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Silent second keeps lenders away

Dr. Don TaylorDear Dr. Don,
My husband and I have about $30,000 in credit card and loan debts. Our home mortgage balance is $127,000 on a home valued at $295,000. We have a silent second on our house for $44,000 for home improvements through the City of Rialto. We cannot get an equity loan because of the silent second. The loan companies say we have to pay it off. The only way I see an out is to file bankruptcy. What do you think? Thank you for your time. -- Silent Second

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Dear Silent Second,
With a silent second, an economic development council or housing authority has arranged a mortgage loan on preferred terms. The terms of a silent second vary depending on the loan program and how long you've been in the loan. One condition of that loan is that no other credit, other than an existing first mortgage, can be put ahead of it in foreclosure proceedings. That's why you're not having any luck finding a home equity lender

One potential solution to your credit problems is to file for bankruptcy. A Chapter 13 bankruptcy sets up a court approved prepayment plan that runs over the next three to five years. Once the plan is completed, the bankruptcy court discharges any remaining eligible debts. Holding on to your house through a Chapter 13 bankruptcy, if you're current on your mortgage payments, is fairly straightforward. You should discuss this scenario with a bankruptcy attorney prior to taking this step.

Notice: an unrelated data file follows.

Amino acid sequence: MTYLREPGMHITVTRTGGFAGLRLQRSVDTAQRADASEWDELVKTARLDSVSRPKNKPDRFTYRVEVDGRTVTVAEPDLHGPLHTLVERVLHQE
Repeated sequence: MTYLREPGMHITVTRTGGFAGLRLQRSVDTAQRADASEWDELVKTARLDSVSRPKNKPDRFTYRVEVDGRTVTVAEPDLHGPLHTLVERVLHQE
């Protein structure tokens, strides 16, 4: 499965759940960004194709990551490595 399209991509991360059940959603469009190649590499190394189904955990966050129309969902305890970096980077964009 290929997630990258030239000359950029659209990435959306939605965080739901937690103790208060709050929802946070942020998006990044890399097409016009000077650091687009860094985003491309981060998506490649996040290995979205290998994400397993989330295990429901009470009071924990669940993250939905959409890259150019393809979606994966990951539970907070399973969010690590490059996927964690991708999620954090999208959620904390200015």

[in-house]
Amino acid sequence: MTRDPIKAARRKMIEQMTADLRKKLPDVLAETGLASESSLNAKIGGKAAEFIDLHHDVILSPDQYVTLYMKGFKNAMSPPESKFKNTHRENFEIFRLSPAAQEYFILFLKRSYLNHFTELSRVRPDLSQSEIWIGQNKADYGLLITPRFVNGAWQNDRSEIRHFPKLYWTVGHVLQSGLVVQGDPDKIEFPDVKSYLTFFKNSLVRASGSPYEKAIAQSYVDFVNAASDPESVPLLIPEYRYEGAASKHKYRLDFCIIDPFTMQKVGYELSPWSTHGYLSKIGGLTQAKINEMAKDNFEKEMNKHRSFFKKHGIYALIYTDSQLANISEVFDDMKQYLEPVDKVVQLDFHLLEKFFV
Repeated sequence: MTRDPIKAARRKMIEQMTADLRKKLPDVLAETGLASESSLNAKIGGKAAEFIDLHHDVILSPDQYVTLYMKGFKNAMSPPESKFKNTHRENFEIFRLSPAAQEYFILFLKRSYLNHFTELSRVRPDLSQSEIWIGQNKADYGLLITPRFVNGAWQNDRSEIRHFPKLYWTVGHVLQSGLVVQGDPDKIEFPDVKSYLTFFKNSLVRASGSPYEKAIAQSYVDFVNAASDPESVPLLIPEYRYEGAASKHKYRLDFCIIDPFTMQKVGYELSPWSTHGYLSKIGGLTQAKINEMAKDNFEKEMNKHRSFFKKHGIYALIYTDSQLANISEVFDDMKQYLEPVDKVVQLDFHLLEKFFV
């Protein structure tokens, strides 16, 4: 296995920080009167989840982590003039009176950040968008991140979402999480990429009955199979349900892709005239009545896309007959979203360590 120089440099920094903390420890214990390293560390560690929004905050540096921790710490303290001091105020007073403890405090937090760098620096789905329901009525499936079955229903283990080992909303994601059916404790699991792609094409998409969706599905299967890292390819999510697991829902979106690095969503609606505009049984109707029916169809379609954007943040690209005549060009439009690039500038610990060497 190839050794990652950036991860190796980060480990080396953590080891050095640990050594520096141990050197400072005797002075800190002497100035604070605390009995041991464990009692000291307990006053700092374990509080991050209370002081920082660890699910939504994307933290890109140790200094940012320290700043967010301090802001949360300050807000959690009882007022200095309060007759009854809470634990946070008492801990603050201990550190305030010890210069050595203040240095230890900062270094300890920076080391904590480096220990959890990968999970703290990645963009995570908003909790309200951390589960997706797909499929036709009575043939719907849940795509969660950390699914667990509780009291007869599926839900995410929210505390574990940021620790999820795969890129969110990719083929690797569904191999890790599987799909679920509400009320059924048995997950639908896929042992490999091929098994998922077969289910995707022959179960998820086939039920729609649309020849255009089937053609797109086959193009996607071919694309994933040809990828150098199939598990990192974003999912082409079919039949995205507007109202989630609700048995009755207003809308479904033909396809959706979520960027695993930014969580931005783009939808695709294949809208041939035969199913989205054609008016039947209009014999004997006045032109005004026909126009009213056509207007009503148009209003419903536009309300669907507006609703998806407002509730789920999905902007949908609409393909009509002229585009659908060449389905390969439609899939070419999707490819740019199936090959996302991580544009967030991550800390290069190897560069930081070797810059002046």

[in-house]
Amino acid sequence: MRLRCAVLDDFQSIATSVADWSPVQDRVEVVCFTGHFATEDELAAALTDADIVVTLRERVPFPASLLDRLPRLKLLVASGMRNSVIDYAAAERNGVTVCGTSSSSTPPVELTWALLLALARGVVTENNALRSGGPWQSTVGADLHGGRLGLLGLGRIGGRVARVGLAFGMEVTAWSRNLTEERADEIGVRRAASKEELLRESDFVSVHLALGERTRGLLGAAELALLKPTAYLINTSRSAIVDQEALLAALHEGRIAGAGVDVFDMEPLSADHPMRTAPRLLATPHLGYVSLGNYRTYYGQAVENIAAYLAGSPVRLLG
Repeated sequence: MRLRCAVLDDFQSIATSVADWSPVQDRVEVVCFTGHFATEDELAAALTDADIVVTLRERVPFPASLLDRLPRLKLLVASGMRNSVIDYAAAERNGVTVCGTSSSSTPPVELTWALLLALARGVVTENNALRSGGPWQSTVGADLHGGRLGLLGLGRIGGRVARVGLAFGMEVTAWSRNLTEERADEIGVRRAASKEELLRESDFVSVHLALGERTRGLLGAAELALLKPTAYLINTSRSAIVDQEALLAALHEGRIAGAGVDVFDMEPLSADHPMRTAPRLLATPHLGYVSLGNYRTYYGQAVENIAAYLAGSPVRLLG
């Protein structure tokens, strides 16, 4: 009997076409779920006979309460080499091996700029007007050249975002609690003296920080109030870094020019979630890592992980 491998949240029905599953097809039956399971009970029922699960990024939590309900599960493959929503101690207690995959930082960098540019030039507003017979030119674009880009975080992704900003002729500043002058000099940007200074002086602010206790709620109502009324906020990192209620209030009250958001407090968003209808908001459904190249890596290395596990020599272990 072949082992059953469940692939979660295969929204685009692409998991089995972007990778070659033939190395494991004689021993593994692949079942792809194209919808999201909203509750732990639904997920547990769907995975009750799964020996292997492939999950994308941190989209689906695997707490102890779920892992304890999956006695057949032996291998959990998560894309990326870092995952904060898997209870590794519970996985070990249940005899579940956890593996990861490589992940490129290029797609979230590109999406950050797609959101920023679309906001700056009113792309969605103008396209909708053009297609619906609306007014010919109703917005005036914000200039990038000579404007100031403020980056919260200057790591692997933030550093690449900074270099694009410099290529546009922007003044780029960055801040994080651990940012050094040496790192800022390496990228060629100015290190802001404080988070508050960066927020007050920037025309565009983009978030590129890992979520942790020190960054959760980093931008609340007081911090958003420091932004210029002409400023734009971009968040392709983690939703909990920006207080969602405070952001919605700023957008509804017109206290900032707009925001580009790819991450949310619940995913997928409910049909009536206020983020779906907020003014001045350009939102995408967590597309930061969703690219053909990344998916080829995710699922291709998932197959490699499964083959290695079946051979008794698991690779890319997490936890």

Another alternative is to sell the home, capture the equity, pay off your debts and use the balance as a down payment on a new home as shown in the table below. You've avoided bankruptcy, paid off your credit card debt and have a substantial down payment for a new home.

Fair Market Value $ 295,000
First mortgage balance $ (127,000)
Silent second mortgage balance $ (44,000)
Equity $ 124,000
   
Equity $ 124,000
Real Estate Commission @ 6% $ (17,700)
Credit Card Debt $ (30,000)
Available for down payment
$ 76,300

I don't know enough about your income, credit history or housing prices in your area to know if this solution is better for you than filing for bankruptcy, but it is an alternative that you should consider.

Talk to your local housing authority too and confirm what funds are due if you sell the house, and the viability of keeping the loan in good standing through a Chapter 13 bankruptcy proceeding.

 
-- Posted: Feb. 15, 2005
     

 

 
 

 

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